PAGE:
BACKGROUND: Kawasaki disease (KD) is an acute inflammatory vasculitis (inflammation of the blood vessels) that mainly affects children between six months and five years of age. The vasculitis primarily impacts medium-sized blood vessels, especially in the coronary arteries. In most children, intravenous immunoglobulin (IVIG) and aspirin therapy rapidly reduce inflammatory markers, fever, and other clinical symptoms. However, approximately 15% to 20% of children receiving the initial IVIG infusion show persistent or recurrent fever and are classified as IVIG-resistant. Tumor necrosis factor-alpha (TNF-α) is an inflammatory cytokine that plays an important role in host defence against infections and in immune responses. Several studies have established that blocking TNF-α is critical for obtaining anti-inflammatory effects in children with KD, thus, there is a need to identify benefits and risks of TNF-α blockers for the treatment of KD. OBJECTIVES: To evaluate the efficacy and safety of using TNF-α blockers (i.e. infliximab and etanercept) to treat children with Kawasaki disease. SEARCH METHODS: The Cochrane Vascular Information Specialist searched the Cochrane Vascular Specialised Register, CENTRAL, MEDLINE, Embase and CINAHL databases, the World Health Organization International Clinical Trials Registry Platform and ClinicalTrials.gov trials register to 19 September 2018. We also undertook reference checking of grey literature. SELECTION CRITERIA: We included randomised controlled trials (RCTs) that compared TNF-α blockers (i.e. infliximab and etanercept) to placebo or other drugs (including retreatment with IVIG) in children with KD, reported in abstract or full-text. DATA COLLECTION AND ANALYSIS: Two review authors independently applied the study selection criteria, assessed risk of bias and extracted data. When necessary, we contacted study authors for additional information. We used GRADE to assess the certainty of the evidence. MAIN RESULTS: We included five trials from 14 reports, with a total of 494 participants. All included trials were individual RCTs that examined the effect of TNF-α blockers for KD.Five trials (with 494 participants) reported the incidence of treatment resistance. TNF-α blockers reduced the incidence of treatment resistance (TNF-α blocker intervention group 30/237, control group 58/257; risk ratio (RR) 0.57, 95% confidence interval (CI) 0.38 to 0.86; low-certainty evidence).Four trials reported the incidence of coronary artery abnormalities (CAAs). Three trials (with 270 participants) contributed data to the meta-analysis, since we could not get the data needed for the analysis from the fourth trial. There was no clear difference between groups in the incidence of CAAs (TNF-α blocker intervention group 8/125, control group 9/145; RR 1.18, 95% CI 0.45 to 3.12; low-certainty evidence).Three trials with 250 participants reported the adverse effect 'infusion reactions' after treatment initiation. The TNF-α blocker intervention decreased infusion reactions (TNF-α blocker intervention group 0/126, control group 15/124; RR 0.06, 95% CI 0.01 to 0.45; low-certainty evidence).Two trials with 227 participants reported the adverse effect 'infections' after treatment initiation. There was no clear difference between groups (TNF-α blocker intervention group 7/114, control group 10/113; RR 0.68, 95% CI 0.33 to 1.37; low-certainty evidence).One trial (with 31 participants) reported the adverse effect 'cutaneous reactions' (rash and contact dermatitis). There was no clear difference between the groups for incidence of rash (TNF-α blocker intervention group 2/16, control group 0/15; RR 4.71, 95% CI 0.24 to 90.69; very low-certainty evidence) or for incidence of contact dermatitis (TNF-α blocker intervention group 1/16, control group 3/15; RR 0.31, 95% CI 0.04 to 2.68; very low-certainty evidence).No trials reported other adverse effects such as injection site reactions, neutropenia, infections, demyelinating disease, heart failure, malignancy, and induction of autoimmunity. AUTHORS' CONCLUSIONS: We found a limited number of RCTs examining the effect of TNF-α blockers for KD. In summary, low-certainty evidence indicates that TNF-α blockers have beneficial effects on treatment resistance and the adverse effect 'infusion reaction' after treatment initiation for KD when compared with no treatment or additional treatment with IVIG. Further research will add to the evidence base. Due to the small number of underpowered trials contributing to the analyses, the results presented should be treated with caution. Further large high quality trials with timing and type of TNF-α blockers used are needed to determine the effects of TNF-α blockers for KD.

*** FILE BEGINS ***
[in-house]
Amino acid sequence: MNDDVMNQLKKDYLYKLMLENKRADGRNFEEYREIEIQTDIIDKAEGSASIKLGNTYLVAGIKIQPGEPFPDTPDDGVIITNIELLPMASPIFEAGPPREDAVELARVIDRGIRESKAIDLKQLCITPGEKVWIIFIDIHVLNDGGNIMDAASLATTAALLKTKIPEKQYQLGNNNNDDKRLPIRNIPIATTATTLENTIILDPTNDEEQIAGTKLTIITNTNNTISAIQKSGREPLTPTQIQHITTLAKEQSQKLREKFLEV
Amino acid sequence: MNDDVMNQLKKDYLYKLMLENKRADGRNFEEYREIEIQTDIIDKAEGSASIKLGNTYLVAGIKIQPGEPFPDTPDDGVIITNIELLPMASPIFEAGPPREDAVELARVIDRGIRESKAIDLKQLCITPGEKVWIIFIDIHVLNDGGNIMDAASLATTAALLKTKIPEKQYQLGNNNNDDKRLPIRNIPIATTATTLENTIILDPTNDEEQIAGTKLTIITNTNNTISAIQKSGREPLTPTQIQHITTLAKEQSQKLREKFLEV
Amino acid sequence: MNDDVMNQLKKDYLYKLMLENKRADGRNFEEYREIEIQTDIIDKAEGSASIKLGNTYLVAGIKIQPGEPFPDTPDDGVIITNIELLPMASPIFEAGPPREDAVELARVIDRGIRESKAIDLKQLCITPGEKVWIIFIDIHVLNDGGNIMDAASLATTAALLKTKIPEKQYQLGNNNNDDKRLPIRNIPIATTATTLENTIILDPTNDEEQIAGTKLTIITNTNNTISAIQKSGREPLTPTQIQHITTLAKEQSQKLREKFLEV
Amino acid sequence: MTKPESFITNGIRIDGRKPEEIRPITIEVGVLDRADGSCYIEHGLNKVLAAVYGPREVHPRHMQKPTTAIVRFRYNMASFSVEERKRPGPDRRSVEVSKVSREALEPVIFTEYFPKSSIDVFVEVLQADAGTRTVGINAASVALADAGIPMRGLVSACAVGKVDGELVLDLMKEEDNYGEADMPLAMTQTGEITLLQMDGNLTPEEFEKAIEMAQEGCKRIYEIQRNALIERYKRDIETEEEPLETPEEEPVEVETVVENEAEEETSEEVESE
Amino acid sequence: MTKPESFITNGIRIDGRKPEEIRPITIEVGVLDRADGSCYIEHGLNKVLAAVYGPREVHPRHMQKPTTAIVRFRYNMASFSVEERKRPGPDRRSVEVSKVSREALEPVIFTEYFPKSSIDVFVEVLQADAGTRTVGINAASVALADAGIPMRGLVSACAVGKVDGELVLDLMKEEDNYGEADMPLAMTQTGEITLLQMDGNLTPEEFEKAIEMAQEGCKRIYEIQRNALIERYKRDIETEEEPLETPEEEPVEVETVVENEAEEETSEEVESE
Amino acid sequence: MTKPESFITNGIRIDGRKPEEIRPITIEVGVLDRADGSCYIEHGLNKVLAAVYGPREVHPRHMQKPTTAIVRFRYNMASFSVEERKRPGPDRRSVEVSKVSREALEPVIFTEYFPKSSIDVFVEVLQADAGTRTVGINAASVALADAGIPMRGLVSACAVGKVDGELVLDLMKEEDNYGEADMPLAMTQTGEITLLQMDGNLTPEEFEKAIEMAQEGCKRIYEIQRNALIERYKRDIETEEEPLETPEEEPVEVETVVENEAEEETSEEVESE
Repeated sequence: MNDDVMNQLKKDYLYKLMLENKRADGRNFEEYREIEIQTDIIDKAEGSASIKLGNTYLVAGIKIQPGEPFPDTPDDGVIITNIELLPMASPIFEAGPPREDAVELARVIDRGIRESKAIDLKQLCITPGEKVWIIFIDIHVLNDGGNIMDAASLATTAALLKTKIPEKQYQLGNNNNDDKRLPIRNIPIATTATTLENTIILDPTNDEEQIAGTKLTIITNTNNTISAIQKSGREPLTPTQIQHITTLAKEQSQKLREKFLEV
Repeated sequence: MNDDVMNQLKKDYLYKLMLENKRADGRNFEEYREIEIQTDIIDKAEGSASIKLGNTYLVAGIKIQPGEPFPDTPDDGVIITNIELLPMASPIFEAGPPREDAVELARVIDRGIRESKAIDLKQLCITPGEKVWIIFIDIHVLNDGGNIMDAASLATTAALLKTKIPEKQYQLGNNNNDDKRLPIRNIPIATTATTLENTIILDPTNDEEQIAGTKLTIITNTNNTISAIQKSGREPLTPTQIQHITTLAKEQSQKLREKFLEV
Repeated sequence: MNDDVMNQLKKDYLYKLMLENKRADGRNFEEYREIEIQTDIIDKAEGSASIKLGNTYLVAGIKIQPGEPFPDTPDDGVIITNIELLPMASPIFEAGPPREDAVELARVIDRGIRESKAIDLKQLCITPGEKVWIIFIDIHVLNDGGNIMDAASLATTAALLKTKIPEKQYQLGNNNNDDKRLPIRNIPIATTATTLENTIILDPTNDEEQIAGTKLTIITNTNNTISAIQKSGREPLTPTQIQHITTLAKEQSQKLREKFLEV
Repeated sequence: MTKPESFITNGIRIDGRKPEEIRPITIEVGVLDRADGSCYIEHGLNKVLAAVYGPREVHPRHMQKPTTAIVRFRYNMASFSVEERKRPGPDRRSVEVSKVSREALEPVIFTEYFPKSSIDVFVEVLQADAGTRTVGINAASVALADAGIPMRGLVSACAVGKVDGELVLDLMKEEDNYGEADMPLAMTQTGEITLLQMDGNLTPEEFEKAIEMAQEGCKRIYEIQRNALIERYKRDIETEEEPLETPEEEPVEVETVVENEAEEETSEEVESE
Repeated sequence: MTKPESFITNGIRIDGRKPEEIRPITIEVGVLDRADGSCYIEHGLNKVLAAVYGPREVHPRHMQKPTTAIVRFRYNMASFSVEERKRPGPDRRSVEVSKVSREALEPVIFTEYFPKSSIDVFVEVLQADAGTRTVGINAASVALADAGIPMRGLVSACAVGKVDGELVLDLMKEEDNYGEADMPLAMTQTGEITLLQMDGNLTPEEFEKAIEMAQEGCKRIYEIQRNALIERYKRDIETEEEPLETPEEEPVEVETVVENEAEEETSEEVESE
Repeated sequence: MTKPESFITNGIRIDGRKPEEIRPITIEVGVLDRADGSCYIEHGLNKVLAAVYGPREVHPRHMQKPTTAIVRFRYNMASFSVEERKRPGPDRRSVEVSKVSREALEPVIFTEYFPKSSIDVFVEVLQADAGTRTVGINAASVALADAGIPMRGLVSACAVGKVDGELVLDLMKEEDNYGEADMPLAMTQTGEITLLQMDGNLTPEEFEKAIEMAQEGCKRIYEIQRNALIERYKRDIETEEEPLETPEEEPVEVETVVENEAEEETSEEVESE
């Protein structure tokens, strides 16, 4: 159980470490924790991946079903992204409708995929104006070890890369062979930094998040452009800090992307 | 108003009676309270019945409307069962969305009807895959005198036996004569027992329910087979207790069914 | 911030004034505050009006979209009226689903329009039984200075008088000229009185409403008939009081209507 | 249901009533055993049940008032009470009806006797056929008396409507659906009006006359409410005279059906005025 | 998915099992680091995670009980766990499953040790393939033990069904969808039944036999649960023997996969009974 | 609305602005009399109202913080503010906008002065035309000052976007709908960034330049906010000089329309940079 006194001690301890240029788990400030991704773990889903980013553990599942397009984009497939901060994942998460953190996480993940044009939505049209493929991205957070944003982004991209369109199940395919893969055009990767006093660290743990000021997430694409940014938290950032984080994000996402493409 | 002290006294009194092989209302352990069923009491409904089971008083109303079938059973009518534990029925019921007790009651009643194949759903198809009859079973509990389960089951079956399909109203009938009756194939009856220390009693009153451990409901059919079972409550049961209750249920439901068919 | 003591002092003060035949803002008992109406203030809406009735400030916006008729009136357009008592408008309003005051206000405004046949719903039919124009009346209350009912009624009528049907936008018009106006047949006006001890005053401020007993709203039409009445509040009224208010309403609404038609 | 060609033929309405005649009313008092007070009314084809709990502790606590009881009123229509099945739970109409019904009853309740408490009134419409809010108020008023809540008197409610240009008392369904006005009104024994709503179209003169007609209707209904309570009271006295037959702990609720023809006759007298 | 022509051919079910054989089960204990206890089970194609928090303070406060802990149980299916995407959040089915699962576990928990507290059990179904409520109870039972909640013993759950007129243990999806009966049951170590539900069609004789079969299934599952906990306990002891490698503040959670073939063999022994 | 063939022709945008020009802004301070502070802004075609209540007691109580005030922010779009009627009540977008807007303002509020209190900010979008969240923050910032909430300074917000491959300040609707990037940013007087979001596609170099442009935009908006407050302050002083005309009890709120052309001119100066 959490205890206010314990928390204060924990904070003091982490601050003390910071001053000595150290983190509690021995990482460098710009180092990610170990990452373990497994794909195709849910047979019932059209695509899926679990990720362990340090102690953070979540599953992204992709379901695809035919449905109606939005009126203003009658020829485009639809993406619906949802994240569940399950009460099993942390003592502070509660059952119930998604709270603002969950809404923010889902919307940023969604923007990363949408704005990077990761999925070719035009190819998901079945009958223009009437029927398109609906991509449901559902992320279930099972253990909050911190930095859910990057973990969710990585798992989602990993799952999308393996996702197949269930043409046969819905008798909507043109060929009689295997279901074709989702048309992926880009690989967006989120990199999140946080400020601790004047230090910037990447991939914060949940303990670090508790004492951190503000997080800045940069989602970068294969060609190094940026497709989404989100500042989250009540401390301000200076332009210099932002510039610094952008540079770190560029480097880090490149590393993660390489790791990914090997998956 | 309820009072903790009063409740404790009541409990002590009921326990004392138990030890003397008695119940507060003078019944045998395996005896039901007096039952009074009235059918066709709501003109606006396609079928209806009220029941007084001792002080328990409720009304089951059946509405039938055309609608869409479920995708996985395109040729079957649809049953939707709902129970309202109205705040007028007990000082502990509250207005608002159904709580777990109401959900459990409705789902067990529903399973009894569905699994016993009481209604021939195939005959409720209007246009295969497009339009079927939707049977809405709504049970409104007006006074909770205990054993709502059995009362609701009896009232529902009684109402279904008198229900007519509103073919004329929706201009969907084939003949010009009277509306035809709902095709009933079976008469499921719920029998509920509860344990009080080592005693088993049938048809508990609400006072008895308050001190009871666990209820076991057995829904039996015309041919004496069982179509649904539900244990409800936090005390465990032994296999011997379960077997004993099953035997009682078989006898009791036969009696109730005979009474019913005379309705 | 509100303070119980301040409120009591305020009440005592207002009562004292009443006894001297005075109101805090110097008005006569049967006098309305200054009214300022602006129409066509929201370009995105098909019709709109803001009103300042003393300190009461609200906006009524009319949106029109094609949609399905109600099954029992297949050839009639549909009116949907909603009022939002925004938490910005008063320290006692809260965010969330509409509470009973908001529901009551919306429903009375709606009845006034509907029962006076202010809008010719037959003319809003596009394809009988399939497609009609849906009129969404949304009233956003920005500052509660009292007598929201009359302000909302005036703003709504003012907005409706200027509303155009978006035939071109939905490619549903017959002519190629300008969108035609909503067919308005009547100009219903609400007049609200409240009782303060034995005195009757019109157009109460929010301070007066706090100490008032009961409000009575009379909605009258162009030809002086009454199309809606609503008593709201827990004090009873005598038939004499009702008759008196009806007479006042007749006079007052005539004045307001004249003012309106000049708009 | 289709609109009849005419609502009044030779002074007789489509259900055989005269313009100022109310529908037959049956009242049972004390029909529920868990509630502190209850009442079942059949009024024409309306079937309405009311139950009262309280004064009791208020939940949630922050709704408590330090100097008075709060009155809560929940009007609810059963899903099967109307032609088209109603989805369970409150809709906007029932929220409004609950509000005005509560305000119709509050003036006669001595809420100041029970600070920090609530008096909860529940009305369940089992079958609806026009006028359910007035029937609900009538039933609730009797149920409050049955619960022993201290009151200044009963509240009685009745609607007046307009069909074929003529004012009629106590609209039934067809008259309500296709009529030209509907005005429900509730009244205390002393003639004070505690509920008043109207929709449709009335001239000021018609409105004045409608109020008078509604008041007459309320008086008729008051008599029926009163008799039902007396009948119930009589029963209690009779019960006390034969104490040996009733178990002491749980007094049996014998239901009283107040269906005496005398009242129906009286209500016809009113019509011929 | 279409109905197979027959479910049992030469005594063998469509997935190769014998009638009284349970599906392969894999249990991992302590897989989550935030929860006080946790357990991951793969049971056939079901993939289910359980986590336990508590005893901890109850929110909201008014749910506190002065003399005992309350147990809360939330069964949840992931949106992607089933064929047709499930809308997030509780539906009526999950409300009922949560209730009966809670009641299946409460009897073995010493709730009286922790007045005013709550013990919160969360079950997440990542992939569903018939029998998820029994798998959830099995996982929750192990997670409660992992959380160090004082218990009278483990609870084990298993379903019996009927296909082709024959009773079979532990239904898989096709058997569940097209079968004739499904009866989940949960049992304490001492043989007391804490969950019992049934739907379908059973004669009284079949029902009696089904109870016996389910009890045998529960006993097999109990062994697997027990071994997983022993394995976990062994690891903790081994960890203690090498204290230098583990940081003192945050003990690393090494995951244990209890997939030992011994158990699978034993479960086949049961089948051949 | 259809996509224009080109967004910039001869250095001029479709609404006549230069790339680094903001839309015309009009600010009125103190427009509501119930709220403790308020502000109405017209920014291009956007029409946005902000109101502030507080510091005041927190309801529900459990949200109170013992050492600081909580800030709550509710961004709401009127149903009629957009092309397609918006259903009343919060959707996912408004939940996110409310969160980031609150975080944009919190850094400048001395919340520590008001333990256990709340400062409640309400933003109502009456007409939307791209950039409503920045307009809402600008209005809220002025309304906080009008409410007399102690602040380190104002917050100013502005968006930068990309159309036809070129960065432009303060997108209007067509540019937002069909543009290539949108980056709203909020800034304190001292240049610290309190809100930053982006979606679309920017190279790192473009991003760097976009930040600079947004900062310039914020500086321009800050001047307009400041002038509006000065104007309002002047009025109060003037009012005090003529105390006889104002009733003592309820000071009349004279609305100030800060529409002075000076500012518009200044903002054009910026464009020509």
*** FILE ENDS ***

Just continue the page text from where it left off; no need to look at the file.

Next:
• Nutrition-specific interventions for preventing and controlling anaemia through the life cycle: an overview of systematic reviews (Protocol)